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Managing Politically Exposed Persons – Part 2 “Onboarding and Risk Assessment”

By November 24, 2019No Comments

In this series on “Managing Politically Exposed Persons”, Shoulder Compliance provides an overview of the best practices related to the onboarding and maintenance of politically exposed customers in a sustainable and compliant manner. In Part One of this series we looked at the definition of PEPs and the processes involved in detecting PEP relationships. In this second part we look at some best practices for the onboarding of PEPs and the performance of risk assessments on PEPs.

Onboarding & Maintaining PEP Relationships

The Fourth Money Laundering Directive is particularly prescriptive when it comes to the onboarding of politically exposed persons, mandating:

  • the obtainment of senior management approval for the establishment or continuation of the relationship
  • taking adequate measures to establish the source of wealth and source of funds that are involved in business relationships or transactions with the PEP
  • Conducting enhanced, ongoing monitoring of PEP relationships

These conditions apply over and above the normal customer due diligence measures that apply with respect to any customer, such as identification and verification requirements. In addition to performing these mandatory measures, subject persons are also expected to risk assess their PEP customers, which is a specific process requiring a nuanced understanding of the customer profile.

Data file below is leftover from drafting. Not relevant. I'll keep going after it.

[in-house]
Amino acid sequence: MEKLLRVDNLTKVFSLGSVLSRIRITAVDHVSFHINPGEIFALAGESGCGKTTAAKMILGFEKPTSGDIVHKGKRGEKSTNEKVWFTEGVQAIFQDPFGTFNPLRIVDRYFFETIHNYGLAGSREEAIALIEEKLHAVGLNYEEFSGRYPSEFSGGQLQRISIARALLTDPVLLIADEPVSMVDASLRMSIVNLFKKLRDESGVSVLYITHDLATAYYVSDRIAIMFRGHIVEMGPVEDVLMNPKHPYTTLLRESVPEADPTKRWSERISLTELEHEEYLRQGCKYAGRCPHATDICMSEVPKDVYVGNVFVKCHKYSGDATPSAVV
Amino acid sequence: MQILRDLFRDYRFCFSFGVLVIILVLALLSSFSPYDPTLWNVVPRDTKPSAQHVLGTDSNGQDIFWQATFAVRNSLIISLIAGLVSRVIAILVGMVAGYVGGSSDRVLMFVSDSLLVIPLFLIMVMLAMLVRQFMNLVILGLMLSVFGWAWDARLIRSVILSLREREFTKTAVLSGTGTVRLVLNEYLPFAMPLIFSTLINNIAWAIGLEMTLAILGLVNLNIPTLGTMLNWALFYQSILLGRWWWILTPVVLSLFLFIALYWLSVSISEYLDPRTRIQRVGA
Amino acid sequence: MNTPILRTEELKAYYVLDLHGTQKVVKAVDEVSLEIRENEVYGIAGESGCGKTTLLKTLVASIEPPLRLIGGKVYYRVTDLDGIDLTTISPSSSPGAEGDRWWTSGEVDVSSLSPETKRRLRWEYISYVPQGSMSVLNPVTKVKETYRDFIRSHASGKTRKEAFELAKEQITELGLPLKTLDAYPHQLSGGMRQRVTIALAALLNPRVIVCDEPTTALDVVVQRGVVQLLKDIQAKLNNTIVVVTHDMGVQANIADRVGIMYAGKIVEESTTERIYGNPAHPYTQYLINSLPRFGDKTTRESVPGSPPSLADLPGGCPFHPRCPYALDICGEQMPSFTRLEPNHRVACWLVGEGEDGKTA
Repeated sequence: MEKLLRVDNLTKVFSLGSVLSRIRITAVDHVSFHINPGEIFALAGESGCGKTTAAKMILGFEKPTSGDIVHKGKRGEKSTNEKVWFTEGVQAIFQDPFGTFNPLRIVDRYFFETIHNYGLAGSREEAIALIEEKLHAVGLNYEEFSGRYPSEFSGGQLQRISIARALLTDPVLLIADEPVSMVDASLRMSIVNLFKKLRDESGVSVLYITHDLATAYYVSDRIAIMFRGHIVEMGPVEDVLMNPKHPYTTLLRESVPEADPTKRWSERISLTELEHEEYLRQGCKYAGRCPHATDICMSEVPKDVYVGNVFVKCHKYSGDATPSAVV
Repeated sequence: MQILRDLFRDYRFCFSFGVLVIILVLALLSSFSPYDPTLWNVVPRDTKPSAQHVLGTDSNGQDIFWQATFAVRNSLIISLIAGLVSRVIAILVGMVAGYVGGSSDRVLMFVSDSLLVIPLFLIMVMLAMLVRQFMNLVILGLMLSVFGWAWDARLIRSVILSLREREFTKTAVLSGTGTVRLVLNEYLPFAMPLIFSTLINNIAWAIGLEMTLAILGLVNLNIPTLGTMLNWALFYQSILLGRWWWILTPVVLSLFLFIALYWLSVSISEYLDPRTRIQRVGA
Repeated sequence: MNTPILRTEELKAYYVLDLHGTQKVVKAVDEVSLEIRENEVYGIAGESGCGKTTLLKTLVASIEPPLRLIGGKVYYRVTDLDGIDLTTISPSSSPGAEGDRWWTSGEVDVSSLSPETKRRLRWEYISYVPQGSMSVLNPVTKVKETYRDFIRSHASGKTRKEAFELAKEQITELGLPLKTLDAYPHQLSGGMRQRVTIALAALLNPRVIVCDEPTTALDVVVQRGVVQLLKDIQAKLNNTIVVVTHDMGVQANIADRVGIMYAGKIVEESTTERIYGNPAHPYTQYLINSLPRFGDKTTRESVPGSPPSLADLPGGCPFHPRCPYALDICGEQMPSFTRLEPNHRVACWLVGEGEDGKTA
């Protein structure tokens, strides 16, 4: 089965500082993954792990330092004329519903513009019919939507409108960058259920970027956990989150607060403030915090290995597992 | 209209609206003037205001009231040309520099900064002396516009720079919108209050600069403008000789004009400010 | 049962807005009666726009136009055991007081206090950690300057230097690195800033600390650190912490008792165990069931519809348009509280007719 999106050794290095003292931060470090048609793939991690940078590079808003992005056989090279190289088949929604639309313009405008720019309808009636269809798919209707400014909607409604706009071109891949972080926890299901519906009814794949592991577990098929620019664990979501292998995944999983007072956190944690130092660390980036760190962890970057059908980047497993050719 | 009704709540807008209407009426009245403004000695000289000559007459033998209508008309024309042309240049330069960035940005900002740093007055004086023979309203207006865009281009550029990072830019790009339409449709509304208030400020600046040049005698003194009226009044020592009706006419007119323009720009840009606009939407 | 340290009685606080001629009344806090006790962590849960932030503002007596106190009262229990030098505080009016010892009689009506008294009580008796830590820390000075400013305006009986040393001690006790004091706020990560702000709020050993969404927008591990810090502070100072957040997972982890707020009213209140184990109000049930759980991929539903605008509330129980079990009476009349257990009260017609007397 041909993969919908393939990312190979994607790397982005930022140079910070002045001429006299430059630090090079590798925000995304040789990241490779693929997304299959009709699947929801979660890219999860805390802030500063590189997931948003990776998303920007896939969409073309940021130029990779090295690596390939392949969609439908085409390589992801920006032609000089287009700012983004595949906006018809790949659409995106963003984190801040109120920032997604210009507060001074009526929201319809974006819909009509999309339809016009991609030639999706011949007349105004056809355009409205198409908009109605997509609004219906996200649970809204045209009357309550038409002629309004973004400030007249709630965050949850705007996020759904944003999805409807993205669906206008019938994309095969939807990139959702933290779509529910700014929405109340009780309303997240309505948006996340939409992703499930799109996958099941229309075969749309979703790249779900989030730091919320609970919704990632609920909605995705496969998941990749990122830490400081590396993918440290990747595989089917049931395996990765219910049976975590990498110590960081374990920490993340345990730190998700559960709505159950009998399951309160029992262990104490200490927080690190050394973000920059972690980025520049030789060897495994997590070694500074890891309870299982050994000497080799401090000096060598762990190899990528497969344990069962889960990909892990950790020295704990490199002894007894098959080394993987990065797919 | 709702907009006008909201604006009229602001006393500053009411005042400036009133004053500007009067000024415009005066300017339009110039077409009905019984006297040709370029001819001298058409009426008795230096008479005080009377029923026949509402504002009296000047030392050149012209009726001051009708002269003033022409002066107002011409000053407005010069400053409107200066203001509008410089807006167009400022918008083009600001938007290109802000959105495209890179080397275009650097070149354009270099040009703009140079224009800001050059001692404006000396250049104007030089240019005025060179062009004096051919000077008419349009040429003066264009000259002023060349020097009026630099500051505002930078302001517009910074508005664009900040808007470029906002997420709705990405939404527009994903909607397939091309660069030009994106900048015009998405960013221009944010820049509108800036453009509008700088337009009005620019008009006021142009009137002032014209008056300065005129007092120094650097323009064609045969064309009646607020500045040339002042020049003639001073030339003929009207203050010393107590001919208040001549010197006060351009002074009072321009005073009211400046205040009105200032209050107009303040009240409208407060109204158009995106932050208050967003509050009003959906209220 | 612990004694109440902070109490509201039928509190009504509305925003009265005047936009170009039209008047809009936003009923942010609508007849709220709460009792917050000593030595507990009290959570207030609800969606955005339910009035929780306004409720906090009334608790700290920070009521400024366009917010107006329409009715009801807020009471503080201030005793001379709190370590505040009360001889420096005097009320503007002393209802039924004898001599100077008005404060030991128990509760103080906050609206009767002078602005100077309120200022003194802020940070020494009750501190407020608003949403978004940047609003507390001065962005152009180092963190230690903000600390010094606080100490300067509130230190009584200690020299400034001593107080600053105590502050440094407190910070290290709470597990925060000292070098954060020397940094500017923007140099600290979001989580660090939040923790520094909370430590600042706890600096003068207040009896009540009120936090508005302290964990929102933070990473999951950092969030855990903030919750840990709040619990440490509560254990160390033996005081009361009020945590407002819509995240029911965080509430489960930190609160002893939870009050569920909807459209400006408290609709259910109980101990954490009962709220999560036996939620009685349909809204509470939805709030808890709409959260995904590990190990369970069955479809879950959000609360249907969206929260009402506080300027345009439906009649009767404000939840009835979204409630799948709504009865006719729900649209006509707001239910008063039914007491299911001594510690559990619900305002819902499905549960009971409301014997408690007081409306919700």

We will analyse each of these requirements in turn:

Senior management approval

The Directive defines “senior management” as follows:

‘senior management’ means an officer or employee with sufficient knowledge of the institution’s money laundering and terrorist financing risk exposure and sufficient seniority to take decisions affecting its risk exposure, and need not, in all cases, be a member of the board of directors

The Directive therefore does not prescribe in a precise manner what constitutes “senior management” approval, allowing organisations a certain level of flexibility. The emphasis is on the presence of “sufficient knowledge of the institutions money laundering and terrorist financing risk exposure” and “sufficient seniority to take decisions”. For smaller firms reference to the board of directors or a member of the board would be good practice; as firms grow larger this may become less practical. A staff member with sufficient seniority, such as a Head of Compliance or a Chief Risk Officer may therefore be entrusted with responsibility; alternatively, a committee may be tasked with the function. In larger organisations it may be necessary or practical to have different levels of escalation, depending on the risk associated with the relationship or transaction.